by Jugal Purohit / Daily Mail
Though their appearance may be purely seasonal, the dark clouds hovering above the mineral-rich Niyamgiri hills in Orissa are actually mirroring the sentiments prevailing on the ground.
On April 18, when the Supreme Court intervened to empower the Dongaria tribals to decide the fate of bauxite mining in the hills, which they consider as the abode of their deity, it was greeted with applause.
Exactly three months later, as the unprecedented gram sabha consultations finally began, everyone claims to have suffered heartburn.
Yet, not everyone can be trusted. At stake is the future of the Rs 50,000-crore Vedanta Alumina Refinery Plant (ARP) and the proposed Bauxite Mining Project (BMP) – easily among the biggest foreign direct investments that the state has attracted.
While the Supreme Court order directed the authorities to place before the gram sabha, in an uninfluenced atmosphere, the question whether or not the mining proposal affected their religious rights, the presence of a large number of non-tribal elements, including politicians as well as anti-plant activists, in the meeting held on July 18 was not lost on anyone.
The meeting was nearly complete after all 36 villagers of Serkapedi, in Rayagada district, voiced their opposition to mining.
However, in the final resolution, the same was not included initially which sparked off a protest.
“While we all spoke of protecting our hills, the same was not being reflected in the final resolution. We had to spend almost two hours arguing before the district judge, who was merely the observer.
“They are trying to barter our traditional religious rights over the hills for those under the Forest Rights Act of 2006, which is unacceptable,” said Lingaraj Azad, organiser of the Niyamgiri Suraksha Samiti (NSS).
Tribals are wary of technicalities being used to dilute their stand. Another aspect that has rattled the tribals is the logic behind the state administration conducting gram sabhas in only 12 villages when there are actually more than 100 in the Niyamgiri hill range.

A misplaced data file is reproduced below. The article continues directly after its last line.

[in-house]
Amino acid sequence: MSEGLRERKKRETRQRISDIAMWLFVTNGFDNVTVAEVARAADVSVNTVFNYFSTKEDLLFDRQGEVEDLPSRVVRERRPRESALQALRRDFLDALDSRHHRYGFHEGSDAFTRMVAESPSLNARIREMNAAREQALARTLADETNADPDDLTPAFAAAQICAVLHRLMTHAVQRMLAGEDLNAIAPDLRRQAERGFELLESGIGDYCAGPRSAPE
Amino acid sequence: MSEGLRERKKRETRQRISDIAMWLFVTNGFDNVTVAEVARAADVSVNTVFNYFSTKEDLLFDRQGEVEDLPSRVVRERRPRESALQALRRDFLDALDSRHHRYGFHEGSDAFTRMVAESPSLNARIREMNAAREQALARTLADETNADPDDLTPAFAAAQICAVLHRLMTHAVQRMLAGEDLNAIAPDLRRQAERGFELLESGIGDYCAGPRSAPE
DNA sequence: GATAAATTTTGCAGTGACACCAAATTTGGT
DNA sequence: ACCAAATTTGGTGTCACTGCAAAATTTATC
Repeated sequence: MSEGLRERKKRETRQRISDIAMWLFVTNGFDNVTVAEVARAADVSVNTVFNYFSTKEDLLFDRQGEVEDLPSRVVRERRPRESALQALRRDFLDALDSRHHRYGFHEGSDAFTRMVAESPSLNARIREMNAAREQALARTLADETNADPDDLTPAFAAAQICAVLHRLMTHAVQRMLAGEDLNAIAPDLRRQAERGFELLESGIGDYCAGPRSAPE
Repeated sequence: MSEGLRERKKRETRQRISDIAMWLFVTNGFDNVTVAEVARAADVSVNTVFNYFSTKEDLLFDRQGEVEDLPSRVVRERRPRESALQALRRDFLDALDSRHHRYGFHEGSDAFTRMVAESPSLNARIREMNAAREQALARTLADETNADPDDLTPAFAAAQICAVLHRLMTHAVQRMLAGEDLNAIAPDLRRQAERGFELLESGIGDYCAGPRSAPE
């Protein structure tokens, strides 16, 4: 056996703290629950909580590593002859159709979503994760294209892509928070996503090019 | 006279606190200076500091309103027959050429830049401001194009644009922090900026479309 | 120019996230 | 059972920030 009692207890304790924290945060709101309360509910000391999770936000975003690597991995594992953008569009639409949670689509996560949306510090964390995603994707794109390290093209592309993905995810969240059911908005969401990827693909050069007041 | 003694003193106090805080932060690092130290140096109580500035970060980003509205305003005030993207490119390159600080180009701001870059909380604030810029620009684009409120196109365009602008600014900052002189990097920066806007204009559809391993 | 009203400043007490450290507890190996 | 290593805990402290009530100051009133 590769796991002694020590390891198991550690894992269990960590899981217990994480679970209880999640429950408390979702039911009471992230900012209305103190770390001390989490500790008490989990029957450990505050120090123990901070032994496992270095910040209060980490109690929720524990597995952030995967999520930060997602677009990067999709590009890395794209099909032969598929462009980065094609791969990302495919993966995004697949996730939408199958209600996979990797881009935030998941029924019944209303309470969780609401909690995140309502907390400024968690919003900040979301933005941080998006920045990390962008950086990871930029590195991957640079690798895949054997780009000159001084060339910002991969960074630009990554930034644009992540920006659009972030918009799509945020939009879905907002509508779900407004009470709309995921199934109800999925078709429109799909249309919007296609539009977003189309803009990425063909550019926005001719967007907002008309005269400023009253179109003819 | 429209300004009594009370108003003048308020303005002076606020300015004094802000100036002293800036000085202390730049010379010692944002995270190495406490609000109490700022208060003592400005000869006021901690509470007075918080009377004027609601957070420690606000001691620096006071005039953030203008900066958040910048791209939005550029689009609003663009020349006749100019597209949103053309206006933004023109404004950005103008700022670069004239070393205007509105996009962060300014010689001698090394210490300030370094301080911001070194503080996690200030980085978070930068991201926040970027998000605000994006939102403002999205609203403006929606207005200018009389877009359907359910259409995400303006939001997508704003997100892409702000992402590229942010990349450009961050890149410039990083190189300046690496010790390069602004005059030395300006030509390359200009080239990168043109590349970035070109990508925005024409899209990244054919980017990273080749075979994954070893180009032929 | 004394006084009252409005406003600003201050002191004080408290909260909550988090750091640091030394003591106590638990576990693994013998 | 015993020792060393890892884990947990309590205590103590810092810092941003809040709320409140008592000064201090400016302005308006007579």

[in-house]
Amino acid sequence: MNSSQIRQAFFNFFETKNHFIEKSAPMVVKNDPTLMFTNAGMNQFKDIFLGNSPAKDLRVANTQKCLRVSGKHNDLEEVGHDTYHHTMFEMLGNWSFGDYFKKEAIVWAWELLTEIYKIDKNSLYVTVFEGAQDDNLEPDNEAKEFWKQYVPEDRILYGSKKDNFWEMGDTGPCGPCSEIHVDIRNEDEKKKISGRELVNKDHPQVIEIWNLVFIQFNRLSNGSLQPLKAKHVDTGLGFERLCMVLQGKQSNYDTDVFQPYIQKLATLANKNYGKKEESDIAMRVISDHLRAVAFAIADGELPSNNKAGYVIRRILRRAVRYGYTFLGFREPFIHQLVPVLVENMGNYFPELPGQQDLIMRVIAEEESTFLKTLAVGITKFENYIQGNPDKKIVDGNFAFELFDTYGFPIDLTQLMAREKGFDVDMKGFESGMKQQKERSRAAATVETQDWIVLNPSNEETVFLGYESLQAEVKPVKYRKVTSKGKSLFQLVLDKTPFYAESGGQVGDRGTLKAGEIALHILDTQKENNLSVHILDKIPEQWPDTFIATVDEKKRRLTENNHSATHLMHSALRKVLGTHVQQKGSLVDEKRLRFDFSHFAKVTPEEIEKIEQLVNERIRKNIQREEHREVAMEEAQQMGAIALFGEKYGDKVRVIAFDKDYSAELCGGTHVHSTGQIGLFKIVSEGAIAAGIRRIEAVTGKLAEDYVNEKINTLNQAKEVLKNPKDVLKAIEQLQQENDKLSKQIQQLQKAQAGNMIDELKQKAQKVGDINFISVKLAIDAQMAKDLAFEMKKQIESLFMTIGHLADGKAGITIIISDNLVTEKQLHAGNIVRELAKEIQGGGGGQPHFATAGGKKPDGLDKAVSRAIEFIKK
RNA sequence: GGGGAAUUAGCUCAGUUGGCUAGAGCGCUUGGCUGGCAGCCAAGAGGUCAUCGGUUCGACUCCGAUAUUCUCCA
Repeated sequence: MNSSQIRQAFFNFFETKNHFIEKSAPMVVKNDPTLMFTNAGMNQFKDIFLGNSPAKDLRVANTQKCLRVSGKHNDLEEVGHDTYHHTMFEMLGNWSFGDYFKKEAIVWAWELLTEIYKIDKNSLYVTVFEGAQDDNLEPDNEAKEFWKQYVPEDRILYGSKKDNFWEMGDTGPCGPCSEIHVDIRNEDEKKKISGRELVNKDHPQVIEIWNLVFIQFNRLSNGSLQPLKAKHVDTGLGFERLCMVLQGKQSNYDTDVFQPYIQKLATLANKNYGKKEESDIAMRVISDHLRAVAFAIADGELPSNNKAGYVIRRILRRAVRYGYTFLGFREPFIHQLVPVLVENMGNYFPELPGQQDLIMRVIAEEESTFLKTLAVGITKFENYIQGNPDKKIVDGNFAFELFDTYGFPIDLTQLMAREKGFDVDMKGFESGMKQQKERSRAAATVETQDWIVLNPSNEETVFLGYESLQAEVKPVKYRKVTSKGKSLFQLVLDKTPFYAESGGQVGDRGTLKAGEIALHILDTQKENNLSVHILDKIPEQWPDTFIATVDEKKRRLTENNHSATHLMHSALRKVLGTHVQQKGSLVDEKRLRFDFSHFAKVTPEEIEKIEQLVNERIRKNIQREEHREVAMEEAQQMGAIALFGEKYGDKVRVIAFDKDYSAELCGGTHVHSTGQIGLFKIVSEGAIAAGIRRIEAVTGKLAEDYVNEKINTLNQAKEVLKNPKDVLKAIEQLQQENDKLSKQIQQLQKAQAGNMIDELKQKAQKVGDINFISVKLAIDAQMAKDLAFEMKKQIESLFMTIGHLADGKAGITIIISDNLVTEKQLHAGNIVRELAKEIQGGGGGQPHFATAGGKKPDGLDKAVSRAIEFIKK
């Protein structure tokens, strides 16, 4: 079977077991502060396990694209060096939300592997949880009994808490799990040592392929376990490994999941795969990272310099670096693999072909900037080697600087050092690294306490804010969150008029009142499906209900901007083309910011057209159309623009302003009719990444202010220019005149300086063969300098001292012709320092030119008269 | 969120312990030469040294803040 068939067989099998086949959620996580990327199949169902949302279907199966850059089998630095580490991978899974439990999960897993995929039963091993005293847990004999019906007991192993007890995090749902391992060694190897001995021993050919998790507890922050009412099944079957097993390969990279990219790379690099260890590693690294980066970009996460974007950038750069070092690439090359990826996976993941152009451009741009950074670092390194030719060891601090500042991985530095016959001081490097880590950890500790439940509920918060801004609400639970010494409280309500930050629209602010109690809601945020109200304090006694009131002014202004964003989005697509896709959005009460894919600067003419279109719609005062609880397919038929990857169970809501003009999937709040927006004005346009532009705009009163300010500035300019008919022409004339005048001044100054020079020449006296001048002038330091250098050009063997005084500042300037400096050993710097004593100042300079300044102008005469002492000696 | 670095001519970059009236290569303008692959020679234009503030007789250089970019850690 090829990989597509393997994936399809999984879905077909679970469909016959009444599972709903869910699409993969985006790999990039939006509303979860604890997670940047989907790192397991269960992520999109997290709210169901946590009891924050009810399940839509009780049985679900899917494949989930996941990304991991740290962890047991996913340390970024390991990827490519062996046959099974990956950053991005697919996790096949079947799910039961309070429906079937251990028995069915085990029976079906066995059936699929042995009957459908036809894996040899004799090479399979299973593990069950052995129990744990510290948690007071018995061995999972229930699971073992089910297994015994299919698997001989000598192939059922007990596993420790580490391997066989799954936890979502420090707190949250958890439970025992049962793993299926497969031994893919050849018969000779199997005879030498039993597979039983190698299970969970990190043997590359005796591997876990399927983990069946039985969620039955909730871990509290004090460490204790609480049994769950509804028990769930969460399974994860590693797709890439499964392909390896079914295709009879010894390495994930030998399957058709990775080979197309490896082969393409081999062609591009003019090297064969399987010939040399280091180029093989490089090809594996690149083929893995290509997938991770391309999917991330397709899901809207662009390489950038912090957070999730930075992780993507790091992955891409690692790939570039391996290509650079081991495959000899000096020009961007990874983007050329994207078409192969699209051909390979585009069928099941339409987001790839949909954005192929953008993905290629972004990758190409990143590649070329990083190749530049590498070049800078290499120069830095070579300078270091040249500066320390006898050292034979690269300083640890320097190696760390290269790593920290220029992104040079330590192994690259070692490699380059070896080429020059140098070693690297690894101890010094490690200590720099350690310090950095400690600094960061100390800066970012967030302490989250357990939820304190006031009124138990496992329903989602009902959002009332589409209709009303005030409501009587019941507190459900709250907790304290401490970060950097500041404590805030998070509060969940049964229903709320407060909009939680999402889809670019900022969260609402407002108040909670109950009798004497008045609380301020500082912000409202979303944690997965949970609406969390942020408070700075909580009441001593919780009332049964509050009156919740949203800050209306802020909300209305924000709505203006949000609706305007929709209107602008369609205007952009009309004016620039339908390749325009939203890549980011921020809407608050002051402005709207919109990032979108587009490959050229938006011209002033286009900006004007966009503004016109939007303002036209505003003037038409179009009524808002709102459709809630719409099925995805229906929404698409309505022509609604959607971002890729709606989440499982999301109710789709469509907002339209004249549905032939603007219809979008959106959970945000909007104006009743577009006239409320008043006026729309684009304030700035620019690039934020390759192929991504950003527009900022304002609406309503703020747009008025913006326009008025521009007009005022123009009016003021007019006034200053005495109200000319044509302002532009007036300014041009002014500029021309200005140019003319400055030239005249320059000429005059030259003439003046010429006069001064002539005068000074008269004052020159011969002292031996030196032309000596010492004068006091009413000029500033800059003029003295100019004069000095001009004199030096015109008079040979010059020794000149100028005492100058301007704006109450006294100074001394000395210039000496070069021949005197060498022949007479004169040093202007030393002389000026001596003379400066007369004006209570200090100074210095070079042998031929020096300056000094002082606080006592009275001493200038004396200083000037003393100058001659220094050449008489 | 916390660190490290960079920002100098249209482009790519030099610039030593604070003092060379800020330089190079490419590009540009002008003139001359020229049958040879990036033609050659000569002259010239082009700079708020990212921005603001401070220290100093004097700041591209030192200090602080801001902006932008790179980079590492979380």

Accusations are flying thick and fast. The local Congress unit which has opposed the project has termed this as manipulation to grant Vedanta the go-ahead.
Asked about the issue, Rayagada District Collector S B Padhi said: “Yes there are around 1,000 families but we won’t be going to all. Our law department as well as advocate general have scrutinised the SC order and given us directions.”
A state functionary said they were right in selecting the precise ‘affected’ ones. It can be argued that it was the 2011 speech of Rahul Gandhi to the Dongaria tribals that really elevated the profile of the case.
But the party’s conduct has been rather intriguing. Member of the Youth Congress and son of a former Orissa minister, Sibasankar Ulaka, who is now in charge of tribal areas near the Niyamgiri hills, told this correspondent that his party had actively transported tribals to the spot of the gram sabha since the government was being selective in talking to them.
Denying allegations of a love lost with Vedanta, whom permissions were granted by the Congress-led UPA, he claimed the party opposed the project from day one.
A Vedanta insider said: “We are bleeding heavily; our total losses have exceeded the Rs 3000 crore mark.”
For the group, the impasse over the last two years seems like a rude shock.
“We are here, in a landlocked location on the invitation of the state government.
“Our MoU with the state in 2006 was for bauxite to be mined by them and handed over to us so that our refinery can work on it.
“Today, just so that this plant is kept functional, we are sourcing bauxite from Chhattisgarh, Jharkhand and even Gujarat which is suicidal. We might as well move there,” he said.
The road ahead
Till August 19, a total of 12 gram sabha meets would be concluded, of which, seven will be in Rayagada district and the remaining five in Kalahandi.
On completion, the district judge, as the observer, will have to submit whether or not the tribals were able to exercise their right independently and uninfluenced by either parties.
At the next stage, the environment ministry will examine the reports and take a decision within two months on whether to grant Vedanta the permit for mining bauxite or not.